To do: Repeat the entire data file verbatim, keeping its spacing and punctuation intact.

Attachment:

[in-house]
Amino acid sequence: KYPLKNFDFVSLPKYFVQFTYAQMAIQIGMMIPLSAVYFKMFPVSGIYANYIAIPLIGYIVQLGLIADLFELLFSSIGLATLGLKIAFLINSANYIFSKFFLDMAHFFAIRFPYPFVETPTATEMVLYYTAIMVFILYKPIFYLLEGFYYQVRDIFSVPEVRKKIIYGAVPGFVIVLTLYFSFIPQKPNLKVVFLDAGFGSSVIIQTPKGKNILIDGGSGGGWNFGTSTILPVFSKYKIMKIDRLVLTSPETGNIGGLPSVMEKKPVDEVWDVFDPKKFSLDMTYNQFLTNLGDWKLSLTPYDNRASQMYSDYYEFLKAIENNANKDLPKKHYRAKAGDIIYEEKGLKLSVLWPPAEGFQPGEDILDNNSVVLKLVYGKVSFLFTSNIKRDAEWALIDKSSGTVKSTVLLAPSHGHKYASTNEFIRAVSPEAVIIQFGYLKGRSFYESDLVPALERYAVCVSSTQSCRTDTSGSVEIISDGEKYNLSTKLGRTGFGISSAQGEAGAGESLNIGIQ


[in-house]
Amino acid sequence: KYPLKNFDFVSLPKYFVQFTYAQMAIQIGMMIPLSAVYFKMFPVSGIYANYIAIPLIGYIVQLGLIADLFELLFSSIGLATLGLKIAFLINSANYIFSKFFLDMAHFFAIRFPYPFVETPTATEMVLYYTAIMVFILYKPIFYLLEGFYYQVRDIFSVPEVRKKIIYGAVPGFVIVLTLYFSFIPQKPNLKVVFLDAGFGSSVIIQTPKGKNILIDGGSGGGWNFGTSTILPVFSKYKIMKIDRLVLTSPETGNIGGLPSVMEKKPVDEVWDVFDPKKFSLDMTYNQFLTNLGDWKLSLTPYDNRASQMYSDYYEFLKAIENNANKDLPKKHYRAKAGDIIYEEKGLKLSVLWPPAEGFQPGEDILDNNSVVLKLVYGKVSFLFTSNIKRDAEWALIDKSSGTVKSTVLLAPSHGHKYASTNEFIRAVSPEAVIIQFGYLKGRSFYESDLVPALERYAVCVSSTQSCRTDTSGSVEIISDGEKYNLSTKLGRTGFGISSAQGEAGAGESLNIGIQ